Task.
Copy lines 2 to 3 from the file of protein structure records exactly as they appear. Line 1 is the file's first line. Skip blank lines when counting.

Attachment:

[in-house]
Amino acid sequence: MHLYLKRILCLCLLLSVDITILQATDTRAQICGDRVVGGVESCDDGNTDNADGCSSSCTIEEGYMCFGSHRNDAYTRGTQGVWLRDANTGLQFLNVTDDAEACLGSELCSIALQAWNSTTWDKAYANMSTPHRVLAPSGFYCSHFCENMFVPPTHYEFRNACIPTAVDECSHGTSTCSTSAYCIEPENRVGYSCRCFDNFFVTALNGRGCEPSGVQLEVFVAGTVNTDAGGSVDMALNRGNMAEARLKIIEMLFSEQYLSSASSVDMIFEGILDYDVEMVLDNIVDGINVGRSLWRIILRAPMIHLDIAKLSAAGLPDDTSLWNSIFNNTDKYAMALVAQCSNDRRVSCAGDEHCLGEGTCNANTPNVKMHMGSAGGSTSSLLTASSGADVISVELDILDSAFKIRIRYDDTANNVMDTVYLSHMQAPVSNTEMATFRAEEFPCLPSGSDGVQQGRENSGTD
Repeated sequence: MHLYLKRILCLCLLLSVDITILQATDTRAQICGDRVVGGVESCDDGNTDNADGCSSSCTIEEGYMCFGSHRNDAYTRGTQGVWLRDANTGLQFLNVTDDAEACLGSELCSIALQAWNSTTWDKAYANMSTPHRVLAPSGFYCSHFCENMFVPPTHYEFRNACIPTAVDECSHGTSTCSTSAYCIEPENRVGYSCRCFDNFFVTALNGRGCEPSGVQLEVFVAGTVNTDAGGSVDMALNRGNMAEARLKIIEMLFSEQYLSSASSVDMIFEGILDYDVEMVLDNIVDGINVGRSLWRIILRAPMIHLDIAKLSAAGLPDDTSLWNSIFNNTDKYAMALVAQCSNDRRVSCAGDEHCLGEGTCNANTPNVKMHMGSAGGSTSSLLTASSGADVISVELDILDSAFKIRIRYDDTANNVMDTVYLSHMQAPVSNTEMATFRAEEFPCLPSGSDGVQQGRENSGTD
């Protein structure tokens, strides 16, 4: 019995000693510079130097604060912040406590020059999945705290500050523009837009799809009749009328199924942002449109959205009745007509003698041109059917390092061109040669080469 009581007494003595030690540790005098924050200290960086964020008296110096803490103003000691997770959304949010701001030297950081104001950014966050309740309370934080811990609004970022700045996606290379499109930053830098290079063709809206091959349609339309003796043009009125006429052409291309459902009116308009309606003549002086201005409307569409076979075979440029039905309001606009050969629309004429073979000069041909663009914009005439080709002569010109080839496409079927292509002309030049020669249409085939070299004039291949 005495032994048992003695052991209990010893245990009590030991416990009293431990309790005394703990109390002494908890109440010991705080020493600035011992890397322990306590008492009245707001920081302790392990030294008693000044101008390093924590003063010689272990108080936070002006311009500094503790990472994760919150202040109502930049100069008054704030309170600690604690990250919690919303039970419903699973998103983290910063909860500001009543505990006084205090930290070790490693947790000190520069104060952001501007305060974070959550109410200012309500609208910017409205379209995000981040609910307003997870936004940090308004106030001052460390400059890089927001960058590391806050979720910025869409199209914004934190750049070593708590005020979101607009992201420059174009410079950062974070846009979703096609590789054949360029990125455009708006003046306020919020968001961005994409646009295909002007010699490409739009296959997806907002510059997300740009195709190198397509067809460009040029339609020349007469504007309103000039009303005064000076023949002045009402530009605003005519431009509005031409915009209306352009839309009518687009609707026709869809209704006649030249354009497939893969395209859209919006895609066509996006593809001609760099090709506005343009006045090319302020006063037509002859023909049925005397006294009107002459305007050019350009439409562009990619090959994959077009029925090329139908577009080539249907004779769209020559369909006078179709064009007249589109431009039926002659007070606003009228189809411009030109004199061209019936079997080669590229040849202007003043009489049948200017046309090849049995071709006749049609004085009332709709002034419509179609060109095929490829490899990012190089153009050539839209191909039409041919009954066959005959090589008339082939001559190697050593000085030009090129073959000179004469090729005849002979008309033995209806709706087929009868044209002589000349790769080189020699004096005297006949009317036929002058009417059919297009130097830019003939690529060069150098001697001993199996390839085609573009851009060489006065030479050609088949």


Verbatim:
Amino acid sequence: MHLYLKRILCLCLLLSVDITILQATDTRAQICGDRVVGGVESCDDGNTDNADGCSSSCTIEEGYMCFGSHRNDAYTRGTQGVWLRDANTGLQFLNVTDDAEACLGSELCSIALQAWNSTTWDKAYANMSTPHRVLAPSGFYCSHFCENMFVPPTHYEFRNACIPTAVDECSHGTSTCSTSAYCIEPENRVGYSCRCFDNFFVTALNGRGCEPSGVQLEVFVAGTVNTDAGGSVDMALNRGNMAEARLKIIEMLFSEQYLSSASSVDMIFEGILDYDVEMVLDNIVDGINVGRSLWRIILRAPMIHLDIAKLSAAGLPDDTSLWNSIFNNTDKYAMALVAQCSNDRRVSCAGDEHCLGEGTCNANTPNVKMHMGSAGGSTSSLLTASSGADVISVELDILDSAFKIRIRYDDTANNVMDTVYLSHMQAPVSNTEMATFRAEEFPCLPSGSDGVQQGRENSGTD
Repeated sequence: MHLYLKRILCLCLLLSVDITILQATDTRAQICGDRVVGGVESCDDGNTDNADGCSSSCTIEEGYMCFGSHRNDAYTRGTQGVWLRDANTGLQFLNVTDDAEACLGSELCSIALQAWNSTTWDKAYANMSTPHRVLAPSGFYCSHFCENMFVPPTHYEFRNACIPTAVDECSHGTSTCSTSAYCIEPENRVGYSCRCFDNFFVTALNGRGCEPSGVQLEVFVAGTVNTDAGGSVDMALNRGNMAEARLKIIEMLFSEQYLSSASSVDMIFEGILDYDVEMVLDNIVDGINVGRSLWRIILRAPMIHLDIAKLSAAGLPDDTSLWNSIFNNTDKYAMALVAQCSNDRRVSCAGDEHCLGEGTCNANTPNVKMHMGSAGGSTSSLLTASSGADVISVELDILDSAFKIRIRYDDTANNVMDTVYLSHMQAPVSNTEMATFRAEEFPCLPSGSDGVQQGRENSGTD